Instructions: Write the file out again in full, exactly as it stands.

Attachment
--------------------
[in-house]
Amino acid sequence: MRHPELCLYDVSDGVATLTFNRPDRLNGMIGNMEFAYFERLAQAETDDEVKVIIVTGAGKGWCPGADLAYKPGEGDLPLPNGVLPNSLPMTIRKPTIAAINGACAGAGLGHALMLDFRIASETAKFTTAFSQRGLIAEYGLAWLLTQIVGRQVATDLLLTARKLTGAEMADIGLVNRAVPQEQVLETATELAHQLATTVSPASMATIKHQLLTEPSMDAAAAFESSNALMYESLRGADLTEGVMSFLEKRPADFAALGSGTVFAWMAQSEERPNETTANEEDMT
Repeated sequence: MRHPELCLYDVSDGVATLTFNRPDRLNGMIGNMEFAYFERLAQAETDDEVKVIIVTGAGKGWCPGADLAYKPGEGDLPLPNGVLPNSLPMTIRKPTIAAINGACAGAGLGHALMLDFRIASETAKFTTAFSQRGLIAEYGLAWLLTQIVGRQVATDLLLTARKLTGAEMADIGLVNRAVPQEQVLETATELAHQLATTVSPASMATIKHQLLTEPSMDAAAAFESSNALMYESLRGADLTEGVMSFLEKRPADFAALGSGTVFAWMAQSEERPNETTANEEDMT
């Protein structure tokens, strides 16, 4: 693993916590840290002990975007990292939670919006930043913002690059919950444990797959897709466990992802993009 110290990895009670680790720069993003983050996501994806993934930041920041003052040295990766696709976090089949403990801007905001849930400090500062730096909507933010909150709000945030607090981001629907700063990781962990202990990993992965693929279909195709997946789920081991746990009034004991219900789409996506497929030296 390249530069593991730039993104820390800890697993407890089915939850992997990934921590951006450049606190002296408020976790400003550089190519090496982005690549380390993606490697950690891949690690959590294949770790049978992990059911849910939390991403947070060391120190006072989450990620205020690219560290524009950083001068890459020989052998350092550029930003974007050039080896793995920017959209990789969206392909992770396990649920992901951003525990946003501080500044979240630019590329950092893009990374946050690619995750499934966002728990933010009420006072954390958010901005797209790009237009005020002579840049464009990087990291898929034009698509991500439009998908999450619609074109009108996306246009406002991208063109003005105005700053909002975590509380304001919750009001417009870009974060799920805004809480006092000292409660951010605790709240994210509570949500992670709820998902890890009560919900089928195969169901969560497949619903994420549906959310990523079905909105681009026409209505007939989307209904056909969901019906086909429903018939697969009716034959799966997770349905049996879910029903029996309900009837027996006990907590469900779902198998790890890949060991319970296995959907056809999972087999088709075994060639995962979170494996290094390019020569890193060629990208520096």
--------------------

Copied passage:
[in-house]
Amino acid sequence: MRHPELCLYDVSDGVATLTFNRPDRLNGMIGNMEFAYFERLAQAETDDEVKVIIVTGAGKGWCPGADLAYKPGEGDLPLPNGVLPNSLPMTIRKPTIAAINGACAGAGLGHALMLDFRIASETAKFTTAFSQRGLIAEYGLAWLLTQIVGRQVATDLLLTARKLTGAEMADIGLVNRAVPQEQVLETATELAHQLATTVSPASMATIKHQLLTEPSMDAAAAFESSNALMYESLRGADLTEGVMSFLEKRPADFAALGSGTVFAWMAQSEERPNETTANEEDMT
Repeated sequence: MRHPELCLYDVSDGVATLTFNRPDRLNGMIGNMEFAYFERLAQAETDDEVKVIIVTGAGKGWCPGADLAYKPGEGDLPLPNGVLPNSLPMTIRKPTIAAINGACAGAGLGHALMLDFRIASETAKFTTAFSQRGLIAEYGLAWLLTQIVGRQVATDLLLTARKLTGAEMADIGLVNRAVPQEQVLETATELAHQLATTVSPASMATIKHQLLTEPSMDAAAAFESSNALMYESLRGADLTEGVMSFLEKRPADFAALGSGTVFAWMAQSEERPNETTANEEDMT
């Protein structure tokens, strides 16, 4: 693993916590840290002990975007990292939670919006930043913002690059919950444990797959897709466990992802993009 110290990895009670680790720069993003983050996501994806993934930041920041003052040295990766696709976090089949403990801007905001849930400090500062730096909507933010909150709000945030607090981001629907700063990781962990202990990993992965693929279909195709997946789920081991746990009034004991219900789409996506497929030296 390249530069593991730039993104820390800890697993407890089915939850992997990934921590951006450049606190002296408020976790400003550089190519090496982005690549380390993606490697950690891949690690959590294949770790049978992990059911849910939390991403947070060391120190006072989450990620205020690219560290524009950083001068890459020989052998350092550029930003974007050039080896793995920017959209990789969206392909992770396990649920992901951003525990946003501080500044979240630019590329950092893009990374946050690619995750499934966002728990933010009420006072954390958010901005797209790009237009005020002579840049464009990087990291898929034009698509991500439009998908999450619609074109009108996306246009406002991208063109003005105005700053909002975590509380304001919750009001417009870009974060799920805004809480006092000292409660951010605790709240994210509570949500992670709820998902890890009560919900089928195969169901969560497949619903994420549906959310990523079905909105681009026409209505007939989307209904056909969901019906086909429903018939697969009716034959799966997770349905049996879910029903029996309900009837027996006990907590469900779902198998790890890949060991319970296995959907056809999972087999088709075994060639995962979170494996290094390019020569890193060629990208520096």